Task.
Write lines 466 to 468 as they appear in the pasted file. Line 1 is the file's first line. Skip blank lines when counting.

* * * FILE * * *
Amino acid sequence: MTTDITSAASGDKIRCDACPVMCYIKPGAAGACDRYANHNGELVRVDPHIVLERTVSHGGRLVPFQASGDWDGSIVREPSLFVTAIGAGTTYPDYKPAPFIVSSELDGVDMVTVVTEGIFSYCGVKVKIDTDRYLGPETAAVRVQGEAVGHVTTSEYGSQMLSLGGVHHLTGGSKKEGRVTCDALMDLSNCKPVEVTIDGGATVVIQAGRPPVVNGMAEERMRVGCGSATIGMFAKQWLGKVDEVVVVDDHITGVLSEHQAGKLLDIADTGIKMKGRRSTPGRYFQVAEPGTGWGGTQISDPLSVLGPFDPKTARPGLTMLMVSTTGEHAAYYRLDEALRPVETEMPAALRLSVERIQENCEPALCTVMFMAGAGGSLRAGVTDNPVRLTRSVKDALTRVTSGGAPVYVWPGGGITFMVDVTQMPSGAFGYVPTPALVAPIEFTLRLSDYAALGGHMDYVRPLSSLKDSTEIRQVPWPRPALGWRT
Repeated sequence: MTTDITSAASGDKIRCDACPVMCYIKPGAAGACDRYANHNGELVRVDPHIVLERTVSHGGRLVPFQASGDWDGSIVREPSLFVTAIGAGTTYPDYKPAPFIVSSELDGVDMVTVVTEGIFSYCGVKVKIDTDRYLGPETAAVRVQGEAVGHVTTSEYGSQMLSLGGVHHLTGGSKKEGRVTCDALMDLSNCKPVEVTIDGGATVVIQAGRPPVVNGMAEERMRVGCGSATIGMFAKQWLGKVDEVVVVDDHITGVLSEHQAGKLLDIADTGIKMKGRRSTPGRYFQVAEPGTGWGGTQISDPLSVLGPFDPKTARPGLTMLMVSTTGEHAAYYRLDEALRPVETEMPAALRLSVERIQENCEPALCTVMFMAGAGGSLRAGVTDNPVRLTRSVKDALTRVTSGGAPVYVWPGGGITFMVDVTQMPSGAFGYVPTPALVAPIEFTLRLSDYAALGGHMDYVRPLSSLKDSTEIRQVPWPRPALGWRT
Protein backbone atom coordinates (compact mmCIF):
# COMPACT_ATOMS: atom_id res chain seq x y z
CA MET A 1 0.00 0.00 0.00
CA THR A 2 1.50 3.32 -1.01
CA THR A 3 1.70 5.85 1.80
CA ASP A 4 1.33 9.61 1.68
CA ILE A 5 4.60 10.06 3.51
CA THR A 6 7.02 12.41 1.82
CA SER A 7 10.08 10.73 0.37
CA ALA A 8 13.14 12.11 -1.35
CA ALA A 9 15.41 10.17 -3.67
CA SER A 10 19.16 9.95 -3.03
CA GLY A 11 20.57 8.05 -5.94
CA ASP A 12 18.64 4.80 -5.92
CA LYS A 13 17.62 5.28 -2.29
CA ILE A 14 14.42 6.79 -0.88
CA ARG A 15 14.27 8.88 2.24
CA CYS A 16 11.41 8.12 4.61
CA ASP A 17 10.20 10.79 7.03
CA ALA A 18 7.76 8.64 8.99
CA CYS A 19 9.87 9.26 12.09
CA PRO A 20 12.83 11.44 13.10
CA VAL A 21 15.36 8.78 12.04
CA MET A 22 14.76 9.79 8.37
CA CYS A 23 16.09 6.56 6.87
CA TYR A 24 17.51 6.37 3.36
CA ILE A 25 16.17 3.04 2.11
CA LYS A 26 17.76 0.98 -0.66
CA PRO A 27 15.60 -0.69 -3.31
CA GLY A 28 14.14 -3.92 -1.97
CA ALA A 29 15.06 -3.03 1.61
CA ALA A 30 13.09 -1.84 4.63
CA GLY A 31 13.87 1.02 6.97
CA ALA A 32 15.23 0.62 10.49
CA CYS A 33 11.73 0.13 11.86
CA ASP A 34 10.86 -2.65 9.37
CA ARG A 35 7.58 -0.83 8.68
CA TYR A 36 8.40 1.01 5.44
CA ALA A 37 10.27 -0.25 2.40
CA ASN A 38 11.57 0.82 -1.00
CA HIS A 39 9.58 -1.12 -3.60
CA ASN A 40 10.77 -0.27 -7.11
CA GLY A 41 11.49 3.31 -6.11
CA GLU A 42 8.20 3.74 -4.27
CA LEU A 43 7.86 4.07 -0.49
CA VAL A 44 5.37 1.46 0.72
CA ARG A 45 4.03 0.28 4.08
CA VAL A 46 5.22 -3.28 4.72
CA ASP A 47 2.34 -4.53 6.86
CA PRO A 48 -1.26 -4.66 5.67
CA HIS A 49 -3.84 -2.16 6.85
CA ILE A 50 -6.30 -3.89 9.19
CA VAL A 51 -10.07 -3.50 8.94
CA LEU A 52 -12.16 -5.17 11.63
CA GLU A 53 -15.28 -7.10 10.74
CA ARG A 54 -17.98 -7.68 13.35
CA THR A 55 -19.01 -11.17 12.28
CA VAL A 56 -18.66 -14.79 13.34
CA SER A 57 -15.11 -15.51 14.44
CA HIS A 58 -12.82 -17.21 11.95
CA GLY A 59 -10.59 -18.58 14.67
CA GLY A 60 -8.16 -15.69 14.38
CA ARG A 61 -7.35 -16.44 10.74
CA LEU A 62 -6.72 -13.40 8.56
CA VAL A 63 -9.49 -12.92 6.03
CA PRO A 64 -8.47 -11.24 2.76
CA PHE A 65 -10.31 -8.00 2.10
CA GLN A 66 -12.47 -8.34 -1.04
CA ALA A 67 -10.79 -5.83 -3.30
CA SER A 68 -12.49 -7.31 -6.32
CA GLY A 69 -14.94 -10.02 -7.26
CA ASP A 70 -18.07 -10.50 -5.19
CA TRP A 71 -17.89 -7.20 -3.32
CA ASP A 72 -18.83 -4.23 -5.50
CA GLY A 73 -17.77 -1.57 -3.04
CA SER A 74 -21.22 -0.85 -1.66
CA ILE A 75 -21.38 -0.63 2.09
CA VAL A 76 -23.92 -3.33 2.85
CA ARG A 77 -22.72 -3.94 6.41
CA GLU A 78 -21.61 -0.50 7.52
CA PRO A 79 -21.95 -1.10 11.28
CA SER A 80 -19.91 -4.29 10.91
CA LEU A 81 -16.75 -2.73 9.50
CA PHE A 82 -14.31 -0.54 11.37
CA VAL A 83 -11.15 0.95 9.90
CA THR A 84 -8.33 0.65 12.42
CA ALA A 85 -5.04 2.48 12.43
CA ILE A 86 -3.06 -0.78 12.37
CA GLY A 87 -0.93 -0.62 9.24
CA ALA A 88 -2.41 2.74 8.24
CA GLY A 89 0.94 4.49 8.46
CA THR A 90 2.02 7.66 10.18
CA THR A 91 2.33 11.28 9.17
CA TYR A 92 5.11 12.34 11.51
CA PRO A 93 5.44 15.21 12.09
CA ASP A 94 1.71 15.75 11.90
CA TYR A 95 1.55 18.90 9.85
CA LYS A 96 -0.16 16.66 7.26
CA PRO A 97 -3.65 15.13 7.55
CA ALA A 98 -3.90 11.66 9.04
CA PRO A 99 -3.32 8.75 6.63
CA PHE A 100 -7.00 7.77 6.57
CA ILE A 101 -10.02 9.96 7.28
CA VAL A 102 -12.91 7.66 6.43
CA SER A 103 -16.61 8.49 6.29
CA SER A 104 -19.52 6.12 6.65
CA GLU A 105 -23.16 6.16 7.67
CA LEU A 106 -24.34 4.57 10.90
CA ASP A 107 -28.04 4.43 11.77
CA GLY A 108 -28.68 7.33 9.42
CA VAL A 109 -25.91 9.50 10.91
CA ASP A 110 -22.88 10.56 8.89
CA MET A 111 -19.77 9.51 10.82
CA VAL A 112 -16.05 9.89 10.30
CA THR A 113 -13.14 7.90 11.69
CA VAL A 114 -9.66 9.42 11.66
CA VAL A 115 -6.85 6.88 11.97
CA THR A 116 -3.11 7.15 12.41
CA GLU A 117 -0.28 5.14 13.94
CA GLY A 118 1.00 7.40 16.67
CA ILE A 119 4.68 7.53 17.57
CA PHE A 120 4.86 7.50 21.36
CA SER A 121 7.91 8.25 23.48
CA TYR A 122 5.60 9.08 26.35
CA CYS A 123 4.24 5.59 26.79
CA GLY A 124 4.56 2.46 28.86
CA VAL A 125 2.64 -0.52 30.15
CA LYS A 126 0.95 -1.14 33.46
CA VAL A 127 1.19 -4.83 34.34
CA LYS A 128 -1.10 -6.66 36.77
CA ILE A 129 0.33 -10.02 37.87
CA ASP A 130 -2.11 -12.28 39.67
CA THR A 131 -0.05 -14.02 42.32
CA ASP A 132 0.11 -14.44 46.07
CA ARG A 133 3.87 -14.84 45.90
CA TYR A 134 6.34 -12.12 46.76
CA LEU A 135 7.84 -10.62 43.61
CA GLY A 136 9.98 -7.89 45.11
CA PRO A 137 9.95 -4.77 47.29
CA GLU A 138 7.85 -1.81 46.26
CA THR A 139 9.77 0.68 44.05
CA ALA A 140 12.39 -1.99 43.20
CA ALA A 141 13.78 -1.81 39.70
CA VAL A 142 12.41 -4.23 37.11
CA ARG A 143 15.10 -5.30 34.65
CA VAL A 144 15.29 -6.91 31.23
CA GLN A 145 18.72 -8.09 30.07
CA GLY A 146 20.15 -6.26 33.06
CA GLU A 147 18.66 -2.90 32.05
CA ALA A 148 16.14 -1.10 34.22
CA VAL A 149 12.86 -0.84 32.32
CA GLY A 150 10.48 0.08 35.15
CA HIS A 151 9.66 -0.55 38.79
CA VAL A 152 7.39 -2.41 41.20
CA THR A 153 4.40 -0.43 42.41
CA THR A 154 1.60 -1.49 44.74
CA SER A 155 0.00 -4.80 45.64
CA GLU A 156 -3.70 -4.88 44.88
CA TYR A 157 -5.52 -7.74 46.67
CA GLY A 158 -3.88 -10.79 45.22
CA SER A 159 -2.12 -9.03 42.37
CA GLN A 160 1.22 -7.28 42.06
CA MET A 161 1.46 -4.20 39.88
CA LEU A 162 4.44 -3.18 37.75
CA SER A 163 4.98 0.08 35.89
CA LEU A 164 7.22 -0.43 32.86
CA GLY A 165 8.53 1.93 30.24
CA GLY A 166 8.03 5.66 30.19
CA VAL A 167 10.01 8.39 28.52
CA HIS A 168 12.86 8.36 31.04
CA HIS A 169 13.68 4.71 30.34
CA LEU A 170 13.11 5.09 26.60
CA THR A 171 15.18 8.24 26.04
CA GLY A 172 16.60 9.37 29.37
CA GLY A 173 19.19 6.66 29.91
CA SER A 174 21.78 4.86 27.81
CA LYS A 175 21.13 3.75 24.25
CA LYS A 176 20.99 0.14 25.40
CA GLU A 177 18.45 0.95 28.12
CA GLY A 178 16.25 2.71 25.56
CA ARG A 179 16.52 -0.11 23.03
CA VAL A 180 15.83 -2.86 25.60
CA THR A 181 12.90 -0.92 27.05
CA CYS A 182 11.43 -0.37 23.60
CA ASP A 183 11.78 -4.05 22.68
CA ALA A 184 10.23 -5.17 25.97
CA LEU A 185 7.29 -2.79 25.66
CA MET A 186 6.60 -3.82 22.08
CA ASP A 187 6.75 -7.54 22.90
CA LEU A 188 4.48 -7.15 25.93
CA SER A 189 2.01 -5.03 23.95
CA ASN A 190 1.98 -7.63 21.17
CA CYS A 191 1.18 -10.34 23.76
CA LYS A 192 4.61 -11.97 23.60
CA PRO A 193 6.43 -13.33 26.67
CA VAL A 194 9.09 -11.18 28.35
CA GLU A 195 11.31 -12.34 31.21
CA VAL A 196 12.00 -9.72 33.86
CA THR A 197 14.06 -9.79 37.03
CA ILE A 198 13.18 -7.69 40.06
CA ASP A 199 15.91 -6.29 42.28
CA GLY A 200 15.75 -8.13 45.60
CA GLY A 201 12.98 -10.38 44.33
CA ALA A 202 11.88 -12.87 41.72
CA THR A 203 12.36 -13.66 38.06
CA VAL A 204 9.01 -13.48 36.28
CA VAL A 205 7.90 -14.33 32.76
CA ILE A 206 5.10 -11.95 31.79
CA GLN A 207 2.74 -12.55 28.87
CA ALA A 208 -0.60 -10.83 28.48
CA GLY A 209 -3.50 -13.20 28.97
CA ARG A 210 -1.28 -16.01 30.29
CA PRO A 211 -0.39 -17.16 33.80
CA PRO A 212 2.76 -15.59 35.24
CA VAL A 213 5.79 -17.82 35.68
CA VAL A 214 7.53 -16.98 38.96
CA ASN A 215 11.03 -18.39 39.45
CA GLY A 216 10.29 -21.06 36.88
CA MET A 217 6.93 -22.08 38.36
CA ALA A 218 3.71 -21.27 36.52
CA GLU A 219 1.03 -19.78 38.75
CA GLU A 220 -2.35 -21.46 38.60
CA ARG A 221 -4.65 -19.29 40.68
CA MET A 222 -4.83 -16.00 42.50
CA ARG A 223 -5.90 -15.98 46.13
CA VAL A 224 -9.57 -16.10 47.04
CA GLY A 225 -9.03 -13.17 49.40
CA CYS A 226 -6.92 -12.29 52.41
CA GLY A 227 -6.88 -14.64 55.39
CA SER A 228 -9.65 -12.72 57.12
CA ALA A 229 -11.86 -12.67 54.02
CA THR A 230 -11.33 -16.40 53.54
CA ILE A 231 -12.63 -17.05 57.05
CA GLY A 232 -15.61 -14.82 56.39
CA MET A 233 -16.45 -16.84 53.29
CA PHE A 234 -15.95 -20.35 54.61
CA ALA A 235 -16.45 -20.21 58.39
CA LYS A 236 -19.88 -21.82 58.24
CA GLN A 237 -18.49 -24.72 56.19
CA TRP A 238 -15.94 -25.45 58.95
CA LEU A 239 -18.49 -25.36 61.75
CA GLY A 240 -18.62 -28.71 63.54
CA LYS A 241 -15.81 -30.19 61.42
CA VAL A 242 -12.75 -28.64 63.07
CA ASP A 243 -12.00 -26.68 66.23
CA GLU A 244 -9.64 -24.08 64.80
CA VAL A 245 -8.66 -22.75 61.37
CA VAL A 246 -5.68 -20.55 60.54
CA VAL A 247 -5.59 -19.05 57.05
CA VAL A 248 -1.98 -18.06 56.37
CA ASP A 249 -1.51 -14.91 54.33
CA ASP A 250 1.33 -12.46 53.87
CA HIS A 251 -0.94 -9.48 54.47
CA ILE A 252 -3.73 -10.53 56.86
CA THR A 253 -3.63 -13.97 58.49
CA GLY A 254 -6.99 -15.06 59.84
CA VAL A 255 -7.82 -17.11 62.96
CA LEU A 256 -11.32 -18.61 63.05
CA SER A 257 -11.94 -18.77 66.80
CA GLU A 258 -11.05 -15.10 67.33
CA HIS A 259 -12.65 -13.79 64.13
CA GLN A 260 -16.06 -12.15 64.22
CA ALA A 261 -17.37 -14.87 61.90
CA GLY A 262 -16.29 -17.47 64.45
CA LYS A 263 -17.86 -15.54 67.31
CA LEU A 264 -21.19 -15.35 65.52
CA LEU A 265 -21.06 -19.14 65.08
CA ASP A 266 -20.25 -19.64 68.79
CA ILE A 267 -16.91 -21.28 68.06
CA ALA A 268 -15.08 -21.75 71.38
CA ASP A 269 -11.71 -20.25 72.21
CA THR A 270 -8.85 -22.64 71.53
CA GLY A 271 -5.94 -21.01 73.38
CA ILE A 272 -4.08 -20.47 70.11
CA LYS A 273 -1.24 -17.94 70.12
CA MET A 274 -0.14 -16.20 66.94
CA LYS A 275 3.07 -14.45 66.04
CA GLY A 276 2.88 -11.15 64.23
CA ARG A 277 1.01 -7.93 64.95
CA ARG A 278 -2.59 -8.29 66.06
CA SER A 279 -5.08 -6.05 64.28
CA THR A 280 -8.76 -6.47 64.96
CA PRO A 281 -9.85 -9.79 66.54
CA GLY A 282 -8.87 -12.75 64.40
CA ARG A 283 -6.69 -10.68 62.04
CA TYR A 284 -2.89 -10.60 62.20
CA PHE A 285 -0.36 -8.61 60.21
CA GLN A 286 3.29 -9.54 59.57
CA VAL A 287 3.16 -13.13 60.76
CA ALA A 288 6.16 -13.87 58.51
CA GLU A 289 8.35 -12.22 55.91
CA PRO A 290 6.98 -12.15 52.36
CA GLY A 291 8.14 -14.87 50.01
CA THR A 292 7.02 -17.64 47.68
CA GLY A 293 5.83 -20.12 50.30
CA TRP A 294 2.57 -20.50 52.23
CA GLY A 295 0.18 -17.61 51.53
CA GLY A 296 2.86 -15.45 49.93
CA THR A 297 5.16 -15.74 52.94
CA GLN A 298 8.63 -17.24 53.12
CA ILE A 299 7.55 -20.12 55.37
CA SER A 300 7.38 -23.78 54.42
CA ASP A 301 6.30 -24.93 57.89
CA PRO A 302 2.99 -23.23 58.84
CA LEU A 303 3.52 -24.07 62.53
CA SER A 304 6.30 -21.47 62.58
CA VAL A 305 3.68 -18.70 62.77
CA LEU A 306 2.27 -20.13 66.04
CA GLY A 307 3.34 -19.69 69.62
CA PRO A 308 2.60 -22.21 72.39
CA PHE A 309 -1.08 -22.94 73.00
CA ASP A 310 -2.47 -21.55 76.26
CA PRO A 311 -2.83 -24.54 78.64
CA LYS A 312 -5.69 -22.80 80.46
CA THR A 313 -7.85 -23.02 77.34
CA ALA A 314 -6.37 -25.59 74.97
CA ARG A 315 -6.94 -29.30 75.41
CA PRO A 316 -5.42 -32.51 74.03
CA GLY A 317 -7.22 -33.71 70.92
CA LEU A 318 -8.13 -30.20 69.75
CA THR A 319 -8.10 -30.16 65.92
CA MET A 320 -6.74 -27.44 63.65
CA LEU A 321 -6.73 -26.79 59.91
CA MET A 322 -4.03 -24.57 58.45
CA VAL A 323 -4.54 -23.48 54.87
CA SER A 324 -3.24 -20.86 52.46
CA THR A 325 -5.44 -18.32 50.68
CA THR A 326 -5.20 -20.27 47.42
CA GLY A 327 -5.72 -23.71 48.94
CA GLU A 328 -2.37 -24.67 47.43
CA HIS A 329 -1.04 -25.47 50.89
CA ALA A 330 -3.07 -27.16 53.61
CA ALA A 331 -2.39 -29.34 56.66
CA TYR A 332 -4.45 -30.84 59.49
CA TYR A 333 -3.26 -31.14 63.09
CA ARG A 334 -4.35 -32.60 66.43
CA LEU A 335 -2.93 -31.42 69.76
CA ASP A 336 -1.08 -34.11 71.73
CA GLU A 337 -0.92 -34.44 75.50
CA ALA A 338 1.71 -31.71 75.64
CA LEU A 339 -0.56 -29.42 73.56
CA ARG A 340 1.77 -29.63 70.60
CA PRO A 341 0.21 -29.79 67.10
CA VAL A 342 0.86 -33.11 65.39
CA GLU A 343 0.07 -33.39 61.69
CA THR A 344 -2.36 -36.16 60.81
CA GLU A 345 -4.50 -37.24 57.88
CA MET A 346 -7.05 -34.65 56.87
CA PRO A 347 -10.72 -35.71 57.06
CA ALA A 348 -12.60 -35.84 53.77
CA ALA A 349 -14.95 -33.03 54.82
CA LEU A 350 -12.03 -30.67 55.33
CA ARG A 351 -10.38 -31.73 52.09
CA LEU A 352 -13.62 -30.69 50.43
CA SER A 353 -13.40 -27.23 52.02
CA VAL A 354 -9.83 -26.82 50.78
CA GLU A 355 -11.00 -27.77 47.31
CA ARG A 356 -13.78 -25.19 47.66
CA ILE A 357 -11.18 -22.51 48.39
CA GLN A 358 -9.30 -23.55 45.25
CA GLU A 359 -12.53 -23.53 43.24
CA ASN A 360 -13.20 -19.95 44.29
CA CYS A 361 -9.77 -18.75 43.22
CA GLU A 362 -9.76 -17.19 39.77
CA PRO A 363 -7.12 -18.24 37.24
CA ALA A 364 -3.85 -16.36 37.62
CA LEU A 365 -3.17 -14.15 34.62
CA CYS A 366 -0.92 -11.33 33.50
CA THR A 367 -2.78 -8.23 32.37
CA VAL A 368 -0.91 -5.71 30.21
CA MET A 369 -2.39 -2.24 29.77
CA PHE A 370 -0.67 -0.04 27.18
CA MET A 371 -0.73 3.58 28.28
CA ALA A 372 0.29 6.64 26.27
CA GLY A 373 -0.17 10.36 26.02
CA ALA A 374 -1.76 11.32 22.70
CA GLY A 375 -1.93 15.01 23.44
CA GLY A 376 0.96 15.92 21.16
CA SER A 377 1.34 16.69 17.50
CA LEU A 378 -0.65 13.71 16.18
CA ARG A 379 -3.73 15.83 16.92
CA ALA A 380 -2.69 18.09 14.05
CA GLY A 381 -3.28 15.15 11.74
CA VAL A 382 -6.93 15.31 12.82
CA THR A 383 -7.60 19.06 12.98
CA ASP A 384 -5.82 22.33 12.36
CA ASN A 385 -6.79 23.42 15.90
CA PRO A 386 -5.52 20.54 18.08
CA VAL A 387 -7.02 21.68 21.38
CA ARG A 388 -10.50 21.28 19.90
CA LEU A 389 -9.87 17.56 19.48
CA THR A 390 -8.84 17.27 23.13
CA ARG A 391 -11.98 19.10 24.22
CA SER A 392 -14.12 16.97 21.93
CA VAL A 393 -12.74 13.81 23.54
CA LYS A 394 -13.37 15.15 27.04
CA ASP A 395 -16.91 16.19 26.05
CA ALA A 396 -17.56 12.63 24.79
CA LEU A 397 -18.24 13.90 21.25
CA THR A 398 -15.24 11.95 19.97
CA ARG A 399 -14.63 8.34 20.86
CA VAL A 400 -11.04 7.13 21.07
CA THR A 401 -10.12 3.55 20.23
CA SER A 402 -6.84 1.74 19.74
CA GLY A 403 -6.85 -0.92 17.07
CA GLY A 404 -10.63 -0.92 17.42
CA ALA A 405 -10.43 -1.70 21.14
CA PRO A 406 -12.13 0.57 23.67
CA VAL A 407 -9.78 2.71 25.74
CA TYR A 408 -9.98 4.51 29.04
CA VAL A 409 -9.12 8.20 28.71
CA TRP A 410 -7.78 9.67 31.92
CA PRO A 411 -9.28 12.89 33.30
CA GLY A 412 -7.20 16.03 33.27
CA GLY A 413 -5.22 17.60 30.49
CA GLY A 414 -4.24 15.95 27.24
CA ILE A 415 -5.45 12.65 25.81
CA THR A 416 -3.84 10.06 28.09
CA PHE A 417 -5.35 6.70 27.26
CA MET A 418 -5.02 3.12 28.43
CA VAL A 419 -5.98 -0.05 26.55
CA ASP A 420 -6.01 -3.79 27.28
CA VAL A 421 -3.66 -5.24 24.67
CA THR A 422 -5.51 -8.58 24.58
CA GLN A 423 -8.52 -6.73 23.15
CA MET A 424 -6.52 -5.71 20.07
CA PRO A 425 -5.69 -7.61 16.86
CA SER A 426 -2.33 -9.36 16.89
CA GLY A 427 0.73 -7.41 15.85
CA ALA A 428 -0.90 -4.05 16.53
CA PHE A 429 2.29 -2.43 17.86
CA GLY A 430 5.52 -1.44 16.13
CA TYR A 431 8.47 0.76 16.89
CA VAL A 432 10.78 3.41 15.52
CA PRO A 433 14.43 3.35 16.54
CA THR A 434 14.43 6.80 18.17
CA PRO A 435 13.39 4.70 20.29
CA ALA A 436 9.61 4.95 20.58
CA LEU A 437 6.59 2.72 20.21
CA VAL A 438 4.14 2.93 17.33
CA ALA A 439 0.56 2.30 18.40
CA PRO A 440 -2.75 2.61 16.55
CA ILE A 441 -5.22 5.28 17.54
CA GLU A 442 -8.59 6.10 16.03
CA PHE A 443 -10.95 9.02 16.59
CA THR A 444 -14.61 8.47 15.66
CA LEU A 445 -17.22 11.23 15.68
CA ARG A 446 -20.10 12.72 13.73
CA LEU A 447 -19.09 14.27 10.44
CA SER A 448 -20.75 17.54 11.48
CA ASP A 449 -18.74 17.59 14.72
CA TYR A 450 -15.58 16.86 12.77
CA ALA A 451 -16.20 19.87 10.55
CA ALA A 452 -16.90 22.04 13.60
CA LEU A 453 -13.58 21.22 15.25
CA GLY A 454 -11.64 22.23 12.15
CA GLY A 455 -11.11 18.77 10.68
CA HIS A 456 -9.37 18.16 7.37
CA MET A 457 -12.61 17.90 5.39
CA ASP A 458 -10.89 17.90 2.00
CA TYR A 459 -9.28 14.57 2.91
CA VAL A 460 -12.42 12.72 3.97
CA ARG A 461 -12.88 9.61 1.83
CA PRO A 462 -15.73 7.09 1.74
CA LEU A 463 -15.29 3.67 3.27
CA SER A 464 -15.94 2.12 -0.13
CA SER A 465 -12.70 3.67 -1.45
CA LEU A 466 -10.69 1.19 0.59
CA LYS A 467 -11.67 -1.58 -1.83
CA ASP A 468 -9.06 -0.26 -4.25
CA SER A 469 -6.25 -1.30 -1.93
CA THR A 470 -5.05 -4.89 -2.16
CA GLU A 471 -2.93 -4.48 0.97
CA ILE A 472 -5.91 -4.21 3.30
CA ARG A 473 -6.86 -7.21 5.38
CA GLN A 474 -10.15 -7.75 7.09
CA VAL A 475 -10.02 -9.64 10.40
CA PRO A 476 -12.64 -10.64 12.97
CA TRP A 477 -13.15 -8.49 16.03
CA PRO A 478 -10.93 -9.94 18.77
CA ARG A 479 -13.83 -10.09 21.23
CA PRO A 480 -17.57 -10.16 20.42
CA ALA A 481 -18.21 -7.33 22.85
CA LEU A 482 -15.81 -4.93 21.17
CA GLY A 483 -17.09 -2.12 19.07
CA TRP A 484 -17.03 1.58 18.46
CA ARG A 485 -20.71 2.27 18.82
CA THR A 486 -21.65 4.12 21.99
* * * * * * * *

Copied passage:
CA PRO A 462 -15.73 7.09 1.74
CA LEU A 463 -15.29 3.67 3.27
CA SER A 464 -15.94 2.12 -0.13